The Story of Red Rock Biofuels and the Bond Market Breakthroughs
by Jim Lane (Biofuels Digest) In the world of drop-in military biofuels, two major updates appeared this week.
In Oregon, Red Rock Biofuels got good news on Monday when the governor approved $245 million in bonds that will allow the company’s planned aviation biofuel plant thanks to overwhelming support by state level legislators and business groups. The facility set for Lake County intends to use 175,000 tons of forestry waste as feedstock via a Fischer-Tropsch process and then later hydro-processing to produce up to 16 million gallons of aviation biofuel annually – approximately 7.2 MMgal jet fuel, 7.2 MMgal diesel fuel, and 3.6 MMgal naphtha.
Sources tell The Digest that the bond sale is now in diligence and targeting a closing in early April — so nothing is fully baked yet.
RRB has eight-year offtake agreements for 100% of the jet fuel with Southwest Airlines and FedEx. Diesel and naphtha output will be sold through the either future offtake agreements with major refiners or on the spot market.
Meanwhile from Washington DC came news by mid-week that a proposed $55 million award for another drop-in military fuels project, one of four originally envisioned under a program of the Defense Production Act (DPA) Title III office — has been cancelled without further explanation. The timing on the cancellation is mystifying, since the original application due date was back in mid-May 2017 (then extended to early June). Whether the cancellation reflects project proposal quality or a change of heart at DoD on priorities remains to be seen. Selected awardees were required to share at least 50% of the total project cost.
The $245 million bond amount reported is somewhat mystifying. That’s because the project always featured to this point what Red Rock described as “balanced project funding and robust equity returns” with a $200+ million project cost that would be covered by a $70M DPA Title III grant and “130M+ private funds”.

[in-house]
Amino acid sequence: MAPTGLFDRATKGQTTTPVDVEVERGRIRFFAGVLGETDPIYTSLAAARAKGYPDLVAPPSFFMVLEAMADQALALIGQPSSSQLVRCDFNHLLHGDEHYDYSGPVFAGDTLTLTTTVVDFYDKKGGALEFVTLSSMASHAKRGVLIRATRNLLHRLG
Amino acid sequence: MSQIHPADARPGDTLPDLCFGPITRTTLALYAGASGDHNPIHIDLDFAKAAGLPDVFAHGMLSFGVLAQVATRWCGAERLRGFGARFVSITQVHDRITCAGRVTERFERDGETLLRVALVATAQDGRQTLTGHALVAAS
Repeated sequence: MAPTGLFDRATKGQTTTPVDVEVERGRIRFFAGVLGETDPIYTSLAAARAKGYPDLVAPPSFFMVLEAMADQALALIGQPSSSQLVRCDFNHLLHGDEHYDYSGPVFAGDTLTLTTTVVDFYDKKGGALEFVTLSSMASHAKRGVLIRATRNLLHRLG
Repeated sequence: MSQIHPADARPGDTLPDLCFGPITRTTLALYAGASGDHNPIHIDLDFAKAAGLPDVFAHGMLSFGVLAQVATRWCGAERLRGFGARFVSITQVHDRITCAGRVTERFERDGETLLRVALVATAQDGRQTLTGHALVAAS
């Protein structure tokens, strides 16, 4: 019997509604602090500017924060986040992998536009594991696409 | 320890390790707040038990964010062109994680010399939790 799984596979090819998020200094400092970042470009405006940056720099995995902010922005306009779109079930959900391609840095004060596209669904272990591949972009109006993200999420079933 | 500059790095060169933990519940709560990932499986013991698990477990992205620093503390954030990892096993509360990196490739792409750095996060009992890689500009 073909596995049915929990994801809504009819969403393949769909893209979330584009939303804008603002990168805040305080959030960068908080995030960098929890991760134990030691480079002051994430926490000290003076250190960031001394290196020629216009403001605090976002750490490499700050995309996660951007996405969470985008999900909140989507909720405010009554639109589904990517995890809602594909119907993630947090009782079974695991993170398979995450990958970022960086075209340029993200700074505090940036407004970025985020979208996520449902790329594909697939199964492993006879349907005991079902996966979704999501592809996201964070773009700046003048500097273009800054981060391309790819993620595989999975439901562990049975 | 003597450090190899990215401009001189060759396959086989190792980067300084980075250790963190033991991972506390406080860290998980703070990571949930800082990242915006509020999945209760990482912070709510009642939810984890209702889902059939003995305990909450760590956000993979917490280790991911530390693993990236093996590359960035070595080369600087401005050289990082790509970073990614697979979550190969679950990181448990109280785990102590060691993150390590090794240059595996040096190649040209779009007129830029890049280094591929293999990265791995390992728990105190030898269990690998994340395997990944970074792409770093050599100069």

Recently, Fulcrum BioEnergy raised $150 million in bond financing for its Sierra BioFuels project, which will convert up to 175,000 tons of municipal solid waste per year into more than 10 million gallons of low-carbon synthetic crude oil, beginning in early 2020.
On November 29, 2017, Prairie Catalytic, a subsidiary of Greenyug, closed on the sale of project bonds to finance its first commercial production facility to develop a 50,000 metric tons per year urethane grade ethyl acetate production facility that is located adjacent to the Archer-Daniels-Midland Company ethanol production facility in the City of Columbus, Platte County, Nebraska.
The Project Finance Group at Faegre Baker Daniels served as counsel for Stern Brothers and Heartland Bank and was headed up by John Kirkwood, a partner in FBD’s Indianapolis offices. Kilpatrick Townsend represented the bond buyers. (Note to readers: Stern Brothers and Faegre Baker Daniels are also leads on the Red Rock Biofuels project). READ MORE
Bond authorization opens door to Lake County biofuel project (Herald and News)